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VickiJane August 20, 2007 at 5:03 pm

I laughed, Oracle, when I readabout you rushing up to a stranger. I too have done the same. I was needing to track down a particular style of hat that I was having to copy for theatre costume when I saw a man walking down the street wearing the EXACT one I needed. I rushed up to him, grabbed his arm and said Oh I need to look at how your hat was made. My eyes then went into focus on his face that was ENTIRELY covered in tattoos (I live in New Zealand) and I realized my hand was on the HUGEST bicep I had ever seen. A very scary looking man. He was charming though and was more than happy to let me borrow it to draft a pattern.

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Missy August 20, 2007 at 5:56 pm

oooh…I didn’t know they had that pattern in an adult version. I have the girls size 8 pattern! too funny…gorgeous dress!Missy

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Theresa August 20, 2007 at 6:43 pm

Ok- I don’t knwo what in the world happened to my comment– so I will try again. I totally agree with lady Be good. I too am guilty of accosting people to inspect the construction of their clothes.I love, love, love, love this dress and the pattern.I want to go to the ball!

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andrea August 20, 2007 at 8:36 pm

My latest accosting involved walking back into the women’s room in a rest area in South Dakota to ask a woman if her bottom was a skirt or an especially clever skort. She looked at me like I was an escaped mental patient.It was a very clever and cute skort.

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Anonymous August 20, 2007 at 8:57 pm

I’m waiting for the CSI episode where they get DNA from a quilt-in-progress in a quilting frame. Prick your finger while hand quilting and get a little blood on the quilt? Use your own saliva to break down the red blood cells so they don’t leave a stain – a very old quilting trick that would leave enough DNA to identify someone.Producing and selling clothing from a commercial pattern is a violation of copyright. Somewhere on the pattern, perhaps small print on the instruction sheet, it should list what you ARE allowed to do with the pattern, that is, what rights the copyright owner has decided to sell to you when you bought the pattern. It is possible to purchase (license) the right to make and sell items made from someone else’s pattern. Some craft pattern publishers will allow you to purchase a cottage (or cottage industry) license to produce items according to their patterns. The cottage license conditions almost always require that you identify the original pattern on your hang tag. “Cottage Industry” assumes that YOU are making the items yourself, not producing them in a factory with hired help.CMC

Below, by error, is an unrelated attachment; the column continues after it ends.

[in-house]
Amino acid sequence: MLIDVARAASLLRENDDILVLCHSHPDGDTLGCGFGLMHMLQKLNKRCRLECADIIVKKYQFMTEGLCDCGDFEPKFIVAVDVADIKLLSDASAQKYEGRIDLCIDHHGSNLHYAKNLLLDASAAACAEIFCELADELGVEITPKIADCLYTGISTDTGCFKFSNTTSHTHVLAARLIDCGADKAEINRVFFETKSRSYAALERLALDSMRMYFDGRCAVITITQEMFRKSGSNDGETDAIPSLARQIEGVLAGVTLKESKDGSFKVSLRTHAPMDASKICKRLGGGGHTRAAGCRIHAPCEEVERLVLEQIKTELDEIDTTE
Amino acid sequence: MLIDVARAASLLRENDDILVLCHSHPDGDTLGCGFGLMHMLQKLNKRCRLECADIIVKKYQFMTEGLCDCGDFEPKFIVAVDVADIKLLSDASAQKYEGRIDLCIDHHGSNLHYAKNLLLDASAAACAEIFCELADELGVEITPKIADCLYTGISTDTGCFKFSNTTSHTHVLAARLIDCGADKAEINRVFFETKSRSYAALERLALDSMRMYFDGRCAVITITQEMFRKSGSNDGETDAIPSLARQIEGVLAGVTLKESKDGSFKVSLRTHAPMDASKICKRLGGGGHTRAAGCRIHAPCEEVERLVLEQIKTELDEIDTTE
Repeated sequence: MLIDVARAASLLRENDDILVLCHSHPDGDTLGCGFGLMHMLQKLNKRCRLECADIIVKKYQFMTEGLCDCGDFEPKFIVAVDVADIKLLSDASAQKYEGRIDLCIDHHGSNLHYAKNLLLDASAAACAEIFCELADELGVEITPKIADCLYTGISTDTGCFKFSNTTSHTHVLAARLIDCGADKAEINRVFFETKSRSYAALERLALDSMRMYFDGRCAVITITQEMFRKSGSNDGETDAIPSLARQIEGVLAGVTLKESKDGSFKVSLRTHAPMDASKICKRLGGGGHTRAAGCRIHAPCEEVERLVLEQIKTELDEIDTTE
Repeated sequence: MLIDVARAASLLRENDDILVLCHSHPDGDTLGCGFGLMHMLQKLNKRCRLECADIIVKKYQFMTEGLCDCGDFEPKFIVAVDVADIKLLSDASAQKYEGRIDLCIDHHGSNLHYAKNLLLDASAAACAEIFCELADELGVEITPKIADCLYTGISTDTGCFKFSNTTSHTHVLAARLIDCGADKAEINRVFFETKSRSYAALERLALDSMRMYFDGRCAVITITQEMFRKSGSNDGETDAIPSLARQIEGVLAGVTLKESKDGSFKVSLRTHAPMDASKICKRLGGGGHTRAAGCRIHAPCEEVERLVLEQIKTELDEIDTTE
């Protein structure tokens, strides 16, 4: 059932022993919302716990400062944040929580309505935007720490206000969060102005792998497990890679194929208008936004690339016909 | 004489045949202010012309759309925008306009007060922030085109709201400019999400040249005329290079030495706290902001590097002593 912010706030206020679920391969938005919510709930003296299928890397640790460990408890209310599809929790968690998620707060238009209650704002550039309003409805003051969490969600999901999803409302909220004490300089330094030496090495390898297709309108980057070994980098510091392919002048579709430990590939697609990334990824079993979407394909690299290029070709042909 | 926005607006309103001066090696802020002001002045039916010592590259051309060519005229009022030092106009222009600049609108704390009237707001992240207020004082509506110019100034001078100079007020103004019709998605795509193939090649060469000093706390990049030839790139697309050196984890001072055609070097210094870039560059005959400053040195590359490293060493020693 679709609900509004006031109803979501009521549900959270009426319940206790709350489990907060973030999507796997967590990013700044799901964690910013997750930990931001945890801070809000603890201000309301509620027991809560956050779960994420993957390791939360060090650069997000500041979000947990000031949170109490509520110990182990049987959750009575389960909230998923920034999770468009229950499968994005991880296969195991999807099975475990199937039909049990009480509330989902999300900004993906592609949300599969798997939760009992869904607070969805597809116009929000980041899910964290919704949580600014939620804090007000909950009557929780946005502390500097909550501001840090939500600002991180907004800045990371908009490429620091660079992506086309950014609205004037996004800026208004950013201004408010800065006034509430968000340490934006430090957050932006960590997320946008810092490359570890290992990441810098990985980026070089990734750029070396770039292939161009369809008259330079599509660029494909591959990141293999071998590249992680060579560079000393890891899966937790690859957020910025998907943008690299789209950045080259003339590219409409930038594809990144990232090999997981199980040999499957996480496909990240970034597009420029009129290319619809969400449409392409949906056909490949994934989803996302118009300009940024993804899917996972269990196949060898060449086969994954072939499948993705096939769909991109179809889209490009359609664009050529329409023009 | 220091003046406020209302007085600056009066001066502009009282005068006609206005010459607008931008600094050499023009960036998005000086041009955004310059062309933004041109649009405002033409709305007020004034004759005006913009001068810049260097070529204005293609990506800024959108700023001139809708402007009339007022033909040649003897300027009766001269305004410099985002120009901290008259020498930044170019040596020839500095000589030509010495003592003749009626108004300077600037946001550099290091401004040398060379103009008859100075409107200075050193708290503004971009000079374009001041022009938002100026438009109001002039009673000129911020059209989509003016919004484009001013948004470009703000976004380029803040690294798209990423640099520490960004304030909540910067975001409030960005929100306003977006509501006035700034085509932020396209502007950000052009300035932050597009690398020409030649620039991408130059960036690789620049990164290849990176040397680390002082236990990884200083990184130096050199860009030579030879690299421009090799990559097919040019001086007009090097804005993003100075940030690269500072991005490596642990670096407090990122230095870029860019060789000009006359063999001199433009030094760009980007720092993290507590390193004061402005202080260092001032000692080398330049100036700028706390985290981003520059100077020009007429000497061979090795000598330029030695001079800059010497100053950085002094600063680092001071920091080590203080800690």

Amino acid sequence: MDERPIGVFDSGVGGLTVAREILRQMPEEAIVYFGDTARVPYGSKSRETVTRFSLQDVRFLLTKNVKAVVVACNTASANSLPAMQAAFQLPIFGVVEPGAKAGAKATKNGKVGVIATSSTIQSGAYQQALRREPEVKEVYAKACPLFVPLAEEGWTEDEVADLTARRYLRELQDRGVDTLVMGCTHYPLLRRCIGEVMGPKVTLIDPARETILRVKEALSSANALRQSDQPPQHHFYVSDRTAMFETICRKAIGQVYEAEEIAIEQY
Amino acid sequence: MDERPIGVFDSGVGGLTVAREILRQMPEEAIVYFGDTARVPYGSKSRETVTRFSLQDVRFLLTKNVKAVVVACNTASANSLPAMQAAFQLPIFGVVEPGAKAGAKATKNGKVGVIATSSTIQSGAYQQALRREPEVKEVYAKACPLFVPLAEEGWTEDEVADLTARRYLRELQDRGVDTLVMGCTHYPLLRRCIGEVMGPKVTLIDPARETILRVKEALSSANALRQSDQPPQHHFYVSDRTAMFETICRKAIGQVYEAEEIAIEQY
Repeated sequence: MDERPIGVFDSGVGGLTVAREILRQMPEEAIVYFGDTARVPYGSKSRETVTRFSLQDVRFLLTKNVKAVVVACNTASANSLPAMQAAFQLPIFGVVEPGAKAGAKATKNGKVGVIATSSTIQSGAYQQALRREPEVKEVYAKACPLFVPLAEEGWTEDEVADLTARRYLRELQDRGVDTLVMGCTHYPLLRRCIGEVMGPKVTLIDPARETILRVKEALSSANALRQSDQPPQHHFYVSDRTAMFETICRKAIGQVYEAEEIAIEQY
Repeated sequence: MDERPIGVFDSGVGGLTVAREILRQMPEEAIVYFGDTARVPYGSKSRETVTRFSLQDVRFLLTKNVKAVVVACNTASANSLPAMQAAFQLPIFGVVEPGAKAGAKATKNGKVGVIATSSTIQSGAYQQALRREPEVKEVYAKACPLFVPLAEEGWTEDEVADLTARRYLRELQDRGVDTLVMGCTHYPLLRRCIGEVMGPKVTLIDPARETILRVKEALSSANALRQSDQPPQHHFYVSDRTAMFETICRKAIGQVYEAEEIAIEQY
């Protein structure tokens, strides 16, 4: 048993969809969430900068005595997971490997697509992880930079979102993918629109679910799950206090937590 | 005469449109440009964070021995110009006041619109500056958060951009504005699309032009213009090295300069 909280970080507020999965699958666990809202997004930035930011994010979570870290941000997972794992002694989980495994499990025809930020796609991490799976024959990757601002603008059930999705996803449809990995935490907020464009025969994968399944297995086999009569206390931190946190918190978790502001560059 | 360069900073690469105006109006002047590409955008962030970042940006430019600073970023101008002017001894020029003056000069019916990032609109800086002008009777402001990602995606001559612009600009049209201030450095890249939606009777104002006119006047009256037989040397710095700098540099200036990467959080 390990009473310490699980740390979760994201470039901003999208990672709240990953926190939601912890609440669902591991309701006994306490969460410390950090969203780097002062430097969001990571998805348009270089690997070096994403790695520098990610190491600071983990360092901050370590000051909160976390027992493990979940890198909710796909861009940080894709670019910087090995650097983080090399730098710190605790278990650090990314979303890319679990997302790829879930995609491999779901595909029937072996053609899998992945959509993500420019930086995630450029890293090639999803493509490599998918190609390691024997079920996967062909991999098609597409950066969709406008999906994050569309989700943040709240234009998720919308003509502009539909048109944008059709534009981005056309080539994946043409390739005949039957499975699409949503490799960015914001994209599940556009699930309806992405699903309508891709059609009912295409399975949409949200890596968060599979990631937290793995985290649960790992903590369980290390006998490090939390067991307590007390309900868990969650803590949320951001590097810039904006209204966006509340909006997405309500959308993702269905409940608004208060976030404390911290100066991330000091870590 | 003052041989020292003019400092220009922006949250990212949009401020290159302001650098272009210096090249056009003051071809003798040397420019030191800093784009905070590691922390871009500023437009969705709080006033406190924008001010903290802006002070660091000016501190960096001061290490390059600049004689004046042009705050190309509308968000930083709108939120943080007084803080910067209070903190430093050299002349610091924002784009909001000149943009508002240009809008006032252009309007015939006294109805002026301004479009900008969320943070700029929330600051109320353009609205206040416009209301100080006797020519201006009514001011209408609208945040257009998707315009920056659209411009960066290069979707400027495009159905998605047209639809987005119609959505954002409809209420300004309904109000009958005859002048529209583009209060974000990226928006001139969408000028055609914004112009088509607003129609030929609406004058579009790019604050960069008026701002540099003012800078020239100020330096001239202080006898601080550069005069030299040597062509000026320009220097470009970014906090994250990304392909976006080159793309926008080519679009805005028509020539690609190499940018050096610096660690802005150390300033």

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Anonymous August 20, 2007 at 10:19 pm

This person is selling a vintage dress, not a dress they produced from the pattern. Anyone who would make this dress today and sell it for $40 is a glutton for punishment! The yardage on that skirt alone…

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damngoodvintage.com August 20, 2007 at 10:31 pm

I’ve had it happen a couple of times.1st time was a 50′s Vogue evening gown pattern that I bought at an estate sale where I also bought a 50′s wedding gown. When I went to list the wedding gown I realized that I also had the pattern. Quit cool.I also have this right now:http://www.mainstreetvintage.com/listingview.php?num=3845&ref=21Jean Muir pattern and a dress made with the pattern, if you scoll down you can see a scan of the pattern that sold ages ago.

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Pamela August 21, 2007 at 1:21 am

Twice I have purchased vintage clothing for which I knew the source. I found a lovely pale blue and silver brocade dress from the 60s, in the final stages of construction, needing a hem and tacking on of bows. It was unusual to see how a stiff brocade made up on the bias…as was intentioned by Givenchy in a Vogue pattern. I wonder what fitting flaw stopped the progress of the dress, because it was very nicely made. Or perhaps a canceled event?The coupe de grace of vintage finds for me was the brown and rust seed stitch knitted wool tweed coat with giant wooden buttons and a matching skirt. It has a high collar and flared sleeves and hem both knitted in garter stitch. It was way too cheap at the Salvation Army, actually leaving me guilt-ridden about the price. I found the pattern for the outfit as soon as I got home, in an old Minerva knitting book from the 30s. Does that qualify for a matching pattern? It looks lovely on my daughter, but I am in charge of storing it in my cedar chest!I have a 50s green wiggle dress and matching bolero jacket,made in the softest of wool or cashmere and trimmed in fur, which I’m sure is a Vogue couturier pattern, but I’ve never located the pattern.I’m glad to know I’m not the only obsessive who can spot a pattern from nearly any decade, a mile away.